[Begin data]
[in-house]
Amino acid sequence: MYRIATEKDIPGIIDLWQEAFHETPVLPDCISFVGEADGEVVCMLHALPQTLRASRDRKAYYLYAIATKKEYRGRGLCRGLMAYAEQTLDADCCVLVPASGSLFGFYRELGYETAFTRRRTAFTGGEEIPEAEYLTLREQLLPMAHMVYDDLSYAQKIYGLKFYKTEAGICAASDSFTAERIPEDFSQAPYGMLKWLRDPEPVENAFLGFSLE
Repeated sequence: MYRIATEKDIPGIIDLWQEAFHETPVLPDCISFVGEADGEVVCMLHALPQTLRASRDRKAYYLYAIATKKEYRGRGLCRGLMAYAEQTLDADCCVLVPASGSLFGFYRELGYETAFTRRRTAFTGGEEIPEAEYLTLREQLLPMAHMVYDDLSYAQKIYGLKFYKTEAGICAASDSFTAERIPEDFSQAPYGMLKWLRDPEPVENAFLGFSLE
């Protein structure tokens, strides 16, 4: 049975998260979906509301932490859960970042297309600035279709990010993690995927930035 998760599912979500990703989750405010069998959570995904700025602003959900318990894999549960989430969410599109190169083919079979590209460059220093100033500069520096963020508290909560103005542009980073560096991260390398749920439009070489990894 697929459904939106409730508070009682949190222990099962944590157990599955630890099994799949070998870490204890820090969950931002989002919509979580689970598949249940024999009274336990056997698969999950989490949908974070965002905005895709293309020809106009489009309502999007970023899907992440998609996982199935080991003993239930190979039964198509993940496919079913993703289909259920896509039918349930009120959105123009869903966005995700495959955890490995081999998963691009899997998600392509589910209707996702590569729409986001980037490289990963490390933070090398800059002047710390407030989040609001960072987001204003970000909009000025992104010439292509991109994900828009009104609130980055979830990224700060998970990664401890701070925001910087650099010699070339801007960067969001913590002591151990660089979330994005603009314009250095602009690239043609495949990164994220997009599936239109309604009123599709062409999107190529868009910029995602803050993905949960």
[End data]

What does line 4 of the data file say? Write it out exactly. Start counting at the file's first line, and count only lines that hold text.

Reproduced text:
């Protein structure tokens, strides 16, 4: 049975998260979906509301932490859960970042297309600035279709990010993690995927930035 998760599912979500990703989750405010069998959570995904700025602003959900318990894999549960989430969410599109190169083919079979590209460059220093100033500069520096963020508290909560103005542009980073560096991260390398749920439009070489990894 697929459904939106409730508070009682949190222990099962944590157990599955630890099994799949070998870490204890820090969950931002989002919509979580689970598949249940024999009274336990056997698969999950989490949908974070965002905005895709293309020809106009489009309502999007970023899907992440998609996982199935080991003993239930190979039964198509993940496919079913993703289909259920896509039918349930009120959105123009869903966005995700495959955890490995081999998963691009899997998600392509589910209707996702590569729409986001980037490289990963490390933070090398800059002047710390407030989040609001960072987001204003970000909009000025992104010439292509991109994900828009009104609130980055979830990224700060998970990664401890701070925001910087650099010699070339801007960067969001913590002591151990660089979330994005603009314009250095602009690239043609495949990164994220997009599936239109309604009123599709062409999107190529868009910029995602803050993905949960």